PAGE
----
There was no thought of skipping the late movie that would take us past midnight. It was Ford v Ferrari, the true story of Henry Ford II (Tracy Letts) and Lee Iacocca (Jon Bernthal) bringing on designer Carroll Shelby (Matt Damon) to build a race car to rival Ferrari. Shelby recruits maverick race car driver Ken Miles (Christian Bale) to help test and then race the car. This leads to battles with the suits at Ford who think Miles is not their type. This is a really good movie, both for the characters and the racing scenes. The big question will be who is selected to be the movie’s best actor candidate – Damon or Bale. I’m a Damon fan, but my vote on this one is for Bale. To summarize – I LOVED THIS MOVIE!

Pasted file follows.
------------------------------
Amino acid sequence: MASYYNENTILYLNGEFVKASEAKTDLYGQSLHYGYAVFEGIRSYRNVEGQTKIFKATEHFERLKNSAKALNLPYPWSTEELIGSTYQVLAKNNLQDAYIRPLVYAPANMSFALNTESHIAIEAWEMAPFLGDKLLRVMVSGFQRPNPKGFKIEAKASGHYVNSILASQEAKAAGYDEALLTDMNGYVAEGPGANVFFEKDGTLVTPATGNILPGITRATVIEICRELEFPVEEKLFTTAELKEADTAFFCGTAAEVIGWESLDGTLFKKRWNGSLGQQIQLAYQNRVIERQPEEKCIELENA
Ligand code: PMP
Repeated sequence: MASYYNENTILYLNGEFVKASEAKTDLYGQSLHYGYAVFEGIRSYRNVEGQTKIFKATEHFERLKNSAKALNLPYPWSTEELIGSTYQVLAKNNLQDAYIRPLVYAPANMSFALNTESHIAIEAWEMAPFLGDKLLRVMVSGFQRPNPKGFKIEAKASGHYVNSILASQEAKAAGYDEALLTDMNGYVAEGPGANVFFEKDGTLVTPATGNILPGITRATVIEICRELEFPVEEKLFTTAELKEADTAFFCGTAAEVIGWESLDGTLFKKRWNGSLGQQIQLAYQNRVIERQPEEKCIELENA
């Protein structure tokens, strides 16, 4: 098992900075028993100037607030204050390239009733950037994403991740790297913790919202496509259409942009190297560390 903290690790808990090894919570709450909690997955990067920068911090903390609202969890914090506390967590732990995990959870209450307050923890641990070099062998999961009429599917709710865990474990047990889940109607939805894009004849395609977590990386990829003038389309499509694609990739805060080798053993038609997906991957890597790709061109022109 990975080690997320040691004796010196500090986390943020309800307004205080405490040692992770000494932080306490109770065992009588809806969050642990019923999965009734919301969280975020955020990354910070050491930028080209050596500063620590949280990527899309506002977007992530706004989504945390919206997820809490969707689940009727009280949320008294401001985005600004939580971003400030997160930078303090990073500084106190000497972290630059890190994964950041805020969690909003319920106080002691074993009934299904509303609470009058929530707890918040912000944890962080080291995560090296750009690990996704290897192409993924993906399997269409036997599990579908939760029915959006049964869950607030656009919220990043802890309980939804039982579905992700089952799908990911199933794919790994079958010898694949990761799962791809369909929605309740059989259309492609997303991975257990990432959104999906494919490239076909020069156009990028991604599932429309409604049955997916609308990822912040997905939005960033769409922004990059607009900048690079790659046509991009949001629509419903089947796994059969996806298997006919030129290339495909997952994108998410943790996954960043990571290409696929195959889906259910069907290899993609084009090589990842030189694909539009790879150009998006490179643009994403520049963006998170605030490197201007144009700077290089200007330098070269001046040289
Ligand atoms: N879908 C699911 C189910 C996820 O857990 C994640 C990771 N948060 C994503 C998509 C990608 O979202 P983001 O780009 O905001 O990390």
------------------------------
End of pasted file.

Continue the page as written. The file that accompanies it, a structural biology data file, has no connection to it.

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Monday (Labor Day): Rita, Avie and I took a movie break and rode the gondola downtown for a “Conversation” at the courthouse. There are seminars and conversations sprinkled throughout the festival, and we picked one featuring documentary filmmakers Ken and Ric Burns. This is an intimate setting with about 60 people in the courtroom. The Burns brothers talked a lot about growing up together and how they took different paths to filmmaking. Ken Burns is a long-time supporter of Telluride and last year previewed his Vietnam series. This year, he was previewing his eight-part series Country Music which will start on PBS on September 15. Ric Burns also had a film at Telluride, Oliver Sacks: His Own Life. In the Q&A, I asked them what to expect next. Ric is working on “driving while black,” and Ken ticked off several projects, including Ernest Hemingway, Muhammad Ali, Benjamin Franklin and the Holocaust. An hour well spent.